In the case of star clusters that move together, such as the Hyades , a purely geometric determination of the distance related to parallax is possible. The movement of the stellar current accumulated over the years serves as the baseline . To do its radial velocity and proper motion and the convergence point ( vanishing point ) must be known in the sky, the strive for the cluster stars apparently.
In the case of astronomical objects that expand rapidly, such as planetary nebulae and supernova remnants , direct observation of this expansion can be used to determine the distance by determining the absolute expansion speed (e.g. by Doppler shift ) and the corresponding angular distance (the expansion parallax) on the distance is closed.
A similar procedure is used for the range finding of binary stars that are both visual and spectroscopic; H. From the visual observation of the movement one obtains an angle and from the shift of the spectral lines an absolute speed, from which the distance is then calculated.
Parallax in the sense of distance
In the older language of astronomy, the term parallax was also used for distance or length , because in the early days of astronomy, the distance to astronomical objects could only be reliably determined on the basis of parallax. This also applied when the distance measurement was carried out by other - e.g. B. photometric - method used.
The use of parallax as a synonym for distance is preserved in that the distance to stars is given in parsecs (pc, approx. 3.26 light-years ), the reciprocal of the semi-annual parallax in arcseconds. Parsec is an abbreviation of the English parallax arcsecond (' arcsecond at the parallactic angle').
Parallax in photography
In photography , a parallax error occurs with two -lens cameras, both with viewfinder cameras and two-lens reflex cameras : the image detail in the viewfinder and the resulting photographic image do not match. This error naturally increases the closer the object is. Simple cameras with bright line viewfinder often have an additional, fixed marking for the close range, more complex models have automatic parallax compensation : The distance setting of the camera is not only used to focus the lens (sharpness), but also changes the angle between viewfinder and lens or the viewfinder field limitation and so compensates for most of the parallax error. All cameras that use the same optics to generate the viewfinder image that are used for later image recording are free of parallax errors .
In photogrammetry (image measurement), the parallax between the images from two locations is used as a measure of the distance and is evaluated using stereoscopy . When vertical parallax contrast, misalignment of the images is called, in which the visual axes must look into something different heights. It leads to eye fatigue and should be consciously controlled and put away.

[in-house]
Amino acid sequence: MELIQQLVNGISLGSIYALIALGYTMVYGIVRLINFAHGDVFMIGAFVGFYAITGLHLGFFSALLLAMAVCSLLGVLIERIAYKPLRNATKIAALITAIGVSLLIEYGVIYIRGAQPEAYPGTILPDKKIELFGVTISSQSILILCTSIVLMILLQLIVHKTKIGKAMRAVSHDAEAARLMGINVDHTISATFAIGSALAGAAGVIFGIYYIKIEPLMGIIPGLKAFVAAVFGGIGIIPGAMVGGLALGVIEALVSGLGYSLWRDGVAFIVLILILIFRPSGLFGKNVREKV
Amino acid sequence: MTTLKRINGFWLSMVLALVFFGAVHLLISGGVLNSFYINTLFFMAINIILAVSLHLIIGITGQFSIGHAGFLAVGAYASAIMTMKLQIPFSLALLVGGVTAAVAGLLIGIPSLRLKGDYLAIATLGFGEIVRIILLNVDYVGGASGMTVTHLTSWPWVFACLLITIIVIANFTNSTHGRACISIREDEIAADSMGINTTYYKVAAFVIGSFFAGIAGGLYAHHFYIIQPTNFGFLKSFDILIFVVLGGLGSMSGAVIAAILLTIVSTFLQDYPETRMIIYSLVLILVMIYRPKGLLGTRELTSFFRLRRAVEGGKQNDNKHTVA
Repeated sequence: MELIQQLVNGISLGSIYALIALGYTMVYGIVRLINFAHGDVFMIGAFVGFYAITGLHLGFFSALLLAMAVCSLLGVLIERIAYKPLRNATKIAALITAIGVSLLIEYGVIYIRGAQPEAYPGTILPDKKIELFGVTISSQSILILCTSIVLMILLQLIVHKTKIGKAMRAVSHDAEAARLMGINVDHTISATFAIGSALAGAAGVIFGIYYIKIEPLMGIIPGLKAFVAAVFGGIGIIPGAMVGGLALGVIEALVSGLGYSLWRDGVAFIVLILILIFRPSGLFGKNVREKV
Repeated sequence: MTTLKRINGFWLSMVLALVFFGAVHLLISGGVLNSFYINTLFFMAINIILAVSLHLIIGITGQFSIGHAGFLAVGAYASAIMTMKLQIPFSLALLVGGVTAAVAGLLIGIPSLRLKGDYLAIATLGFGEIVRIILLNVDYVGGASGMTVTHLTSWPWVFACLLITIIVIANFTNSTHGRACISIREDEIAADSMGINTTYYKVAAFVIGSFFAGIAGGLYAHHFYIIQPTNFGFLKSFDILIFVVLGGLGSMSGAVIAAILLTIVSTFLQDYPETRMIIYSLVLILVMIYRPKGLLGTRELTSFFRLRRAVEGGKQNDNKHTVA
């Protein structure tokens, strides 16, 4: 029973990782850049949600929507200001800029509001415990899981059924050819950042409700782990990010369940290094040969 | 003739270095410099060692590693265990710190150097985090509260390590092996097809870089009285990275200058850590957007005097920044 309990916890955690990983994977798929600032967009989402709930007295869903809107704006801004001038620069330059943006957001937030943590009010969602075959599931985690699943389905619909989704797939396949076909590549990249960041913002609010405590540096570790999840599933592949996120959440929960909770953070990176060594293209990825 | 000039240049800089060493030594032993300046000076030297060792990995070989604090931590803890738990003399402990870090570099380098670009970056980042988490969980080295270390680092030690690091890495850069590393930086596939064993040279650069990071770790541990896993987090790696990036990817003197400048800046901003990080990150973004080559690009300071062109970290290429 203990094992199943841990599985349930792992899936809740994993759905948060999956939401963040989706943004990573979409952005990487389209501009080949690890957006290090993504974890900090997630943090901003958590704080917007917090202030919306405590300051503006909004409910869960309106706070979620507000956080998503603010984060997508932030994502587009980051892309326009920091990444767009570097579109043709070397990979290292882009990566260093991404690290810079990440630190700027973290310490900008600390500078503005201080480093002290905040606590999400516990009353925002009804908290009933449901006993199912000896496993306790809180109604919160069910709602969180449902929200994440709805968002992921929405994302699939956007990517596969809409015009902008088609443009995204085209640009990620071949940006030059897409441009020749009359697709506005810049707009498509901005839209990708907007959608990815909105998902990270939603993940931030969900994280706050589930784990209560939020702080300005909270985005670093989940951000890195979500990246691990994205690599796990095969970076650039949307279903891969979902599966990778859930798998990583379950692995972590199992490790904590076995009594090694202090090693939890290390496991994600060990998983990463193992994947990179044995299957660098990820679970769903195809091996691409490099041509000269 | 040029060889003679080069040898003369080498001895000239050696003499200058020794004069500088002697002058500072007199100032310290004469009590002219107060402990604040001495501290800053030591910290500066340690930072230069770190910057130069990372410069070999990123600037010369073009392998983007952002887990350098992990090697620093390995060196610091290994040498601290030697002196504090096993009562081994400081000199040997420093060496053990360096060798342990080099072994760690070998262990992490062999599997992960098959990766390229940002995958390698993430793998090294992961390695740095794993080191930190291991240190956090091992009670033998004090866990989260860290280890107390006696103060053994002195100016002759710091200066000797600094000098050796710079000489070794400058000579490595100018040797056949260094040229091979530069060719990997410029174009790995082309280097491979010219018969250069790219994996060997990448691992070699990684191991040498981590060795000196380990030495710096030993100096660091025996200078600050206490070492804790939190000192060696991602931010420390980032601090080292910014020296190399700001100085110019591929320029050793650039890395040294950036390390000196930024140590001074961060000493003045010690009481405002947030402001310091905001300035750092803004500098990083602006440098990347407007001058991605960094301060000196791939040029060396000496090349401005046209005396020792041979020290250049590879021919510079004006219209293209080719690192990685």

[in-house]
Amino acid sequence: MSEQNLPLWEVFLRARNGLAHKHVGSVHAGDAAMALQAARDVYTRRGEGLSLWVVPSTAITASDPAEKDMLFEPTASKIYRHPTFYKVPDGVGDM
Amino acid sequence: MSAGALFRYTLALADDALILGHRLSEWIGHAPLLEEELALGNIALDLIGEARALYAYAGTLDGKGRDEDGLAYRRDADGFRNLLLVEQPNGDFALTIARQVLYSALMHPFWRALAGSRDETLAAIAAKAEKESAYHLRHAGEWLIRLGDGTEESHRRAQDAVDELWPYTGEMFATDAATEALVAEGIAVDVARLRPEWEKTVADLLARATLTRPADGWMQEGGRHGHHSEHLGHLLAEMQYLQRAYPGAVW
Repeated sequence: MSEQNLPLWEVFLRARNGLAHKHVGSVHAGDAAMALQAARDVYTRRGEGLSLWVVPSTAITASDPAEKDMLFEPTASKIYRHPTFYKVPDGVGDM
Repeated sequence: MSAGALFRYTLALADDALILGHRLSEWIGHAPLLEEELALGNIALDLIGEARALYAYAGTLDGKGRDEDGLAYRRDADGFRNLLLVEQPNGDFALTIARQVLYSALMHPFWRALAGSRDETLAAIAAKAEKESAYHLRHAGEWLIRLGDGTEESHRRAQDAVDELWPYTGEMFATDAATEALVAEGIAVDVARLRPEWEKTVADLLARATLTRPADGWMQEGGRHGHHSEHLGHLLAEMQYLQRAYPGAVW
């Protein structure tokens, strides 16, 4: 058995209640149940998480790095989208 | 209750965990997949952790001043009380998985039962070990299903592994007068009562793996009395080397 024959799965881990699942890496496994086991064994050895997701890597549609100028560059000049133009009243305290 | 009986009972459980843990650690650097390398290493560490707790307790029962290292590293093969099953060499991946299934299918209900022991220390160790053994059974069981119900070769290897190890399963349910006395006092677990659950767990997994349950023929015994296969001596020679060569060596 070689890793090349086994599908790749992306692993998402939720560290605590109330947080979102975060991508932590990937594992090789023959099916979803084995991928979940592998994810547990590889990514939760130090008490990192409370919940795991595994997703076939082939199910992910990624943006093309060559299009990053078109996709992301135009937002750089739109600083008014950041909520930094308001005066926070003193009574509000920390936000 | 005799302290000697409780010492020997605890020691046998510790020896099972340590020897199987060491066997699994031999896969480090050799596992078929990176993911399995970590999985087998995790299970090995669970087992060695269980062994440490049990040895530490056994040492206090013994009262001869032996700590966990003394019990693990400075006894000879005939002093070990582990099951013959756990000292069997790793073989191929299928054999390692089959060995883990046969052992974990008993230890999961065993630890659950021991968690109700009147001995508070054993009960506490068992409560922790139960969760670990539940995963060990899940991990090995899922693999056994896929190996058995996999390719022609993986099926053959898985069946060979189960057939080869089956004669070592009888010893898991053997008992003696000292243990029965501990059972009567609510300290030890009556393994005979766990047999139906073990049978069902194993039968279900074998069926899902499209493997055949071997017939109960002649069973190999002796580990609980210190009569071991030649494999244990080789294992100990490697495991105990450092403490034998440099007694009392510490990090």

Parallax when reading scales
For precise measurements on scales - for example on a folding rule or a thermometer - the reading must be perpendicular to the scale ( parallax error ). A mirror behind the scale, as is often found in electrical pointer measuring devices, makes this easier: the pointer and its mirror image must be in congruence at the time of reading.
But the correct eye position can also be found without aids if you pay attention to the scale parallax: the mean value from two extreme positions is usually more accurate than an uncontrolled reading when reading from a linear scale. With conventional outdoor thermometers , the accuracy can be improved from 1 ° C to 0.5 ° C.
Expansion and centrifugal thermometers can be read most accurately if you let them hang vertically and look horizontally while reading (although the reflection of your own head on an outer pane can be helpful).
- Movement parallax: parallax from the perspective of perception
- How do you measure distances in space? Part I from the alpha-Centauri TV series(approx. 15 minutes). First broadcast on Oct 22, 2000.
- How do you measure distances in space? Part II from the alpha-Centauri television series(approx. 15 minutes). First broadcast on Jan 7, 2001.
- How do you measure distances in space? Part III from the alpha-Centauri TV series(approx. 15 minutes). First broadcast on Feb. 18, 2001.
- Wilhelm Gemoll : Greek-German school and hand dictionary . G. Freytag Verlag / Hölder-Pichler-Tempsky, Munich / Vienna 1965.
- FW Bessel: Measurement of the distance of the 61st star in the constellation of the swan , in Popular lectures on scientific objects , No. VII, pp. 208–268, Ed. H. Schumacher, Perthes & Besser, Hamburg 1848
- Arianespace successfully launches the Gaia scientific satellite. Arianespace, December 19, 2013, accessed February 23, 2016 .